One last note: Even though I haven't started school (and eventually a job) yet, I'm enjoying how much slower the day seemingly goes by here. The last time I wrote was two days ago, which seems like last week. Space here stays the same (and with the help of international pressure, it gets smaller by the day), but time stretches out like the teeth-pulling saltwater taffy from the East Coast. That is, unless you bump into another American who's so strung out they could use a few hours in the sun to get calm (and color).

22 August 2006

21 August 2006

The last few days have been surprisingly relaxed, especially since I'm storing up my first encounters with Israeli bureaucracy – Bank, Absorption Ministry, Cell-phone plan – for the middle of the week. Perhaps foolish, but I have my reasons:

~I'm getting a grant in NIS to become an Israeli citizen, and would like to open a bank account with a large initial deposit in order to build a higher credit line
~I can't go to the Absorption Ministry or a cell-phone company until I have a bank account

I spent the morning at a local café, self-caffeinating and checking up on email and apartment listings. 10.00 on a Sunday with quiet fellow patrons and La Habanera from Bizet's Carmen being played makes one forget that today's a week-day. I've looked at two apartments so far – one around the corner and out of my price range, and another that defines the real estate world's use of "cozy" and "fixer-upper." I'm exaggerating a bit on the second apartment – it's in a desirable neighborhood (Nahlaot) and has a lot of patio space of my own – but it's a studio that's in serious need of fresh paint and new furniture. As care-free as I was with packing all my stuff into three suitcases, two carry-on bags, and five boxes of books (to be shipped), I felt an inner hesitation to condense all of that into this ground-level square studio that needs a lot of work (yet would be my own and look like my own). There are few things on a silver platter to be had here, but the vast remainder should still feel right.

The two friends, who picked me up at the airport and live in Tel Aviv, have an attitude equivalent to New Yorkers towards the rest of America (the World?). As such, they called this morning to check in on me and persuade me to move to Tel Aviv. While we gave each other suitable reasons for living in either city, I eventually made my way to the computer to check out listings in Tel Aviv. Turns out there are flats to be had within my budget. Even though it would entail a round-trip commute to Jerusalem each day I have classes – one-way starts from at least 1 hour – I'm not against the notion. I've moved half-way around the world, what's another 40-minute move?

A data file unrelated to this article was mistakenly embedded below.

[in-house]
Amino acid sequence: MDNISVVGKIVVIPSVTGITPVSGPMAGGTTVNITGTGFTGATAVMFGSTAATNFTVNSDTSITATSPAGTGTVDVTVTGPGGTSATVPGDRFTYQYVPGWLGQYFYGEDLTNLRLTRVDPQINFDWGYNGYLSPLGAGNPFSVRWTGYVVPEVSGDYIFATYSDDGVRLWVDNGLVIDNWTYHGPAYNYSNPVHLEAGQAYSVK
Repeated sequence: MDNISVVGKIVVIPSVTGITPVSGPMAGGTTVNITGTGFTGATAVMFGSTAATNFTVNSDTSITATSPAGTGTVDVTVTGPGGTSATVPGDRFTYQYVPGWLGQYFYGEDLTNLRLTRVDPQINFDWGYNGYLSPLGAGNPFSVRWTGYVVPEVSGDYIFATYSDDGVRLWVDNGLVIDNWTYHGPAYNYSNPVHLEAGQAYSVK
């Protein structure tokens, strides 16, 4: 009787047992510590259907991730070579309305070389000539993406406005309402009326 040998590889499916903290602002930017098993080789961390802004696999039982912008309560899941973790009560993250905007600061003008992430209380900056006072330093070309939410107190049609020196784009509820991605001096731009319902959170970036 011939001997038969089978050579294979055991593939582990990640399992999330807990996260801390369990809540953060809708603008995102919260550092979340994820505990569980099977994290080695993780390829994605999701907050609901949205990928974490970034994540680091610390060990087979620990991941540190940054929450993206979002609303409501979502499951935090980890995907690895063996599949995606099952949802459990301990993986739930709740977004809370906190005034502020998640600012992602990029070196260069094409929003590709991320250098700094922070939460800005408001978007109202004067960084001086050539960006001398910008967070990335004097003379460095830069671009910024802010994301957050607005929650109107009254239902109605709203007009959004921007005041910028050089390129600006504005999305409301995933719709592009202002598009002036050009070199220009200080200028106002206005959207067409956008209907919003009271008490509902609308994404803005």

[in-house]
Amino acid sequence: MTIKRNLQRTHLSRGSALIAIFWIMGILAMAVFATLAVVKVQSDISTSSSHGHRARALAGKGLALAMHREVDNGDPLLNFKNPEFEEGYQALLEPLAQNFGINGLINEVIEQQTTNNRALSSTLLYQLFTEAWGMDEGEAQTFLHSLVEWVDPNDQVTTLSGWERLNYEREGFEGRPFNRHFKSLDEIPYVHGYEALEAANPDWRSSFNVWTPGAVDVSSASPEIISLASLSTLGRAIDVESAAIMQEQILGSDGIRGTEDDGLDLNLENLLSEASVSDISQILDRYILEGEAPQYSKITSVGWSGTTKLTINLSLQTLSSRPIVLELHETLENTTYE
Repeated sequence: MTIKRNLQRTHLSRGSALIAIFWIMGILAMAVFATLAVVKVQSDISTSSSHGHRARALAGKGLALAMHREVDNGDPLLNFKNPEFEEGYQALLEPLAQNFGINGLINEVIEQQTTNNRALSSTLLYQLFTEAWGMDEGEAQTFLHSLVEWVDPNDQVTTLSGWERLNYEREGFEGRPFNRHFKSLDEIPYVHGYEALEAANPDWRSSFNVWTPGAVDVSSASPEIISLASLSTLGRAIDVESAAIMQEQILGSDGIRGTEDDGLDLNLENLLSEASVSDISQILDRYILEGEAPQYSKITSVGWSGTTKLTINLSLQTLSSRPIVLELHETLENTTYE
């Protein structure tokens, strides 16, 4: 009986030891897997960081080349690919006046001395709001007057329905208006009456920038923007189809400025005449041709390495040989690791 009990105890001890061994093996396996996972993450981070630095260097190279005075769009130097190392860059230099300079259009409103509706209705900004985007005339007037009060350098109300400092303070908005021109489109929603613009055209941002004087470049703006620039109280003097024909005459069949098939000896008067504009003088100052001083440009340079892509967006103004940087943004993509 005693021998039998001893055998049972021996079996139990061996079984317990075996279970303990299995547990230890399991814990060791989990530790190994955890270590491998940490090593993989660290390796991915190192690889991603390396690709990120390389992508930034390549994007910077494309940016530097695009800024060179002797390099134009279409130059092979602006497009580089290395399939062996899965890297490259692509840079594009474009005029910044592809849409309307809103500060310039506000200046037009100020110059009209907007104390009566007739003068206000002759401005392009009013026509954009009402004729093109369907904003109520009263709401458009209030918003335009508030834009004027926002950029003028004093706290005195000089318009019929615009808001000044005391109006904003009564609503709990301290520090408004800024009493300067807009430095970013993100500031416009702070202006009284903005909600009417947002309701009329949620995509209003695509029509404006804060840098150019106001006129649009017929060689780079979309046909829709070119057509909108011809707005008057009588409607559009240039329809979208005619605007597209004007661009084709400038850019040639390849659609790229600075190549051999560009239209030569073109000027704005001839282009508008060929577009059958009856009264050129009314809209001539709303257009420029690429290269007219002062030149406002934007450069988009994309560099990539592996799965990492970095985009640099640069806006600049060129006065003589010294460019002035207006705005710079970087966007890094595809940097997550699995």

This afternoon I checked out a series of apartments owned by one guy that are advertised constantly on a popular English listing. Despite the advertisements of satellite TV, DSL cable, and other "perks," the fact that these places were still on the market three months after I first saw them were an easy cause for apprehension. I'd describe these apartments on a practical level as bordering on hovels, and on a melodramatic level as the End of Humanity. These places were so depressing – narrow rooms suitable for itinerant workers and the unsavory characters described by Charles Dickens – and made me think I would never find any thing in this city-town. The last apartment I was shown on the tour, located in the middle of the shuk and yet surprisingly quiet, peaked my anxiety. The place was decent for being located on the fourth floor of a dimly lit walk-up with a money changer at the entrance: a separate area for the kitchen and washing machine, space for the satellite TV and desktop computer, and a lofted bed. I tried to believe that I could do better than this place I might have to settle on, jokingly referring to it as the Convent or Monk's cell.

After wandering the shuk and deciding to stay downtown before the viewing the next apartment on my list, I began paraphrasing Annette Benning's character in American Beauty in my head: "I will rent this apartment." I knew the next place had to be a step up, and resolved to do whatever it takes to make it mine. Catching a quick bite at Aroma, a JDS classmate saw me through the window and came in. Turns out she's been living in Israel with her boyfriend, going back to the States to make some money, and return as a fellow Immigrant in the winter. We also have the same birthday, so my bubbling neurosis led me to believe that my karma was some how back on track after seeing my Monk's Cell.

This town is obviously making me even more superstitious than normal, noticing the several black cats crossing my path on the way to see the apartment that I self-affirmed would be mine. Since I'm being superstitious, I'll wait to describe the apartment until after I meet with the owners, tomorrow evening. All I'll say is after a long walk back, a necessary shower, and a breeze infused with a distant bonfire (one of the best smells of Israel), I feel much better.